2. It is devoid of any bell pepper, onion, scallion, caper, or other "filler" alike; the crab stands alone with minimal binders including cracker/breadcrumbs, mayo, some acid (lemon juice or mustard) and tradtional Old Bay seasoning, straight out of Maryland.

3. The accompanying sauce is light and compliments the cake; it's not super thick and heavy to make an already heavy hockey puck weigh a ton.

4. Keep it simple stupid -- a good crab cake will have a touch of Old Bay seasoning and some pepper -- that's it! No bullshit hot sauce, cayennes, and other funky seasonings to mask the crab. I actually had one dickhead put cumin in a crab cake. Seriously dude? Cumin does not a Southwestern Crab Cake make -- now you just made the crab cake smell like it has B.O.

5. They're just formed into a ball -- not a UFO. People like eating balls (meatballs, falafel, mozzarella); they don't like eating UFOs. Not that I'm aware of. If you prefer to eat UFO's then I can't help you.

No fillers, please. You'll need some egg and mayo to create a binder, and some crushed crackers or bread crumbs to told help the cakes puff up a little bit when combined with the egg. A dash of Old Bay seasoning will get you right where you need to be, with maybe a small dash of Worcestershire sauce for classic authenticity and a little tiny bit of mustard for acidity. And. That. Is. It. More than that, and you might as well buy a frozen box from Costco and pop it in the oven. Because even if you're using fresh ingredients, you'll stuff it with so much crap you won't know the difference.

Here's an example of a true, Maryland Crab Cake recipe:

1 lb fresh crab meat (claws and legs combination)
8 saltine crackers
1 egg, beaten
2 Tbsp mayo
1 tsp Dijon mustard
1/4 tsp Worcestershire sauce
1/2 tsp Old Bay seasoning
small pinch of salt
vegetable oil for frying

Pick over the crab meat, removing any pieces of shell or cartilage, then place in a bowl. Crush the crackers until very fine, then add to the crab. Add the egg, mayo, mustard, Worcestershire, and seasonings. Using a spatula, very carefully combine the mixture, folding it more than mixing it, making sure the crab meat doesn't get broke up. Form the crab mixture into patties (can be anywhere from size of a golf ball to baseball). Place on a plate and cover with plastic wrap, then refrigerate for at least an hour. This will help them keep their form when cooking.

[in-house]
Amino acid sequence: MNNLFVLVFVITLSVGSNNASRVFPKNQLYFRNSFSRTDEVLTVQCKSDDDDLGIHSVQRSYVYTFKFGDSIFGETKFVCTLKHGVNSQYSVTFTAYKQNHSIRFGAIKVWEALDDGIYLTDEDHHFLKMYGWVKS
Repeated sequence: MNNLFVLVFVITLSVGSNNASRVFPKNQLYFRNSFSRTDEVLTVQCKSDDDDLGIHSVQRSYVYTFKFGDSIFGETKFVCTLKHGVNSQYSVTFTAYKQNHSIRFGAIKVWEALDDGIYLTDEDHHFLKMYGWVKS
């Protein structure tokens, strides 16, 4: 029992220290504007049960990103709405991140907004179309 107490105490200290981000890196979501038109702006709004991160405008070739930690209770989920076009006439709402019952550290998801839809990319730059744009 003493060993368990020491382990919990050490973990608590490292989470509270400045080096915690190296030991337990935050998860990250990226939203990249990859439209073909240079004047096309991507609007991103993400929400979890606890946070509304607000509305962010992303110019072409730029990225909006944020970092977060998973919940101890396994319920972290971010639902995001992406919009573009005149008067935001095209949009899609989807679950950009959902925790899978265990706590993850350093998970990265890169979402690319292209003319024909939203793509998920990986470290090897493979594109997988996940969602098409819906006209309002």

When ready to fry, simply heat some oil in a non-stick frying pan. Fry the cakes, about 3-5 minutes per side (depending on size) and remove. Serve hot.

Funny how the good things are usually the most simplest too! No finely chopping of various vegetables, no ridiculous combinations of cream, spices, and other crap; just crab and some oil. Done. Easy. Voila. Add a glass of wine and some microgreens dressed in olive oil and lemon juice and you've done a very elegent appetizer for a dinner party.

If you need the fucking remoulade sauce, then combine some mayo with fresh lemon juice, and some cayenne and paprika to give it a little heat and that reddish hue. That's all. Don't go in with the scallions and capers and garlic and such -- no need. Simple creamy heat for a tiny dip and you're good to go.

I know no one will listen to me. Real crab cakes are hard to do. You have to buy the crab, get the meat out yourself, then proceed. If you're luck you can buy freshly picked crab meat at your local seafood guy's counter. But trust me -- the taste is worth it.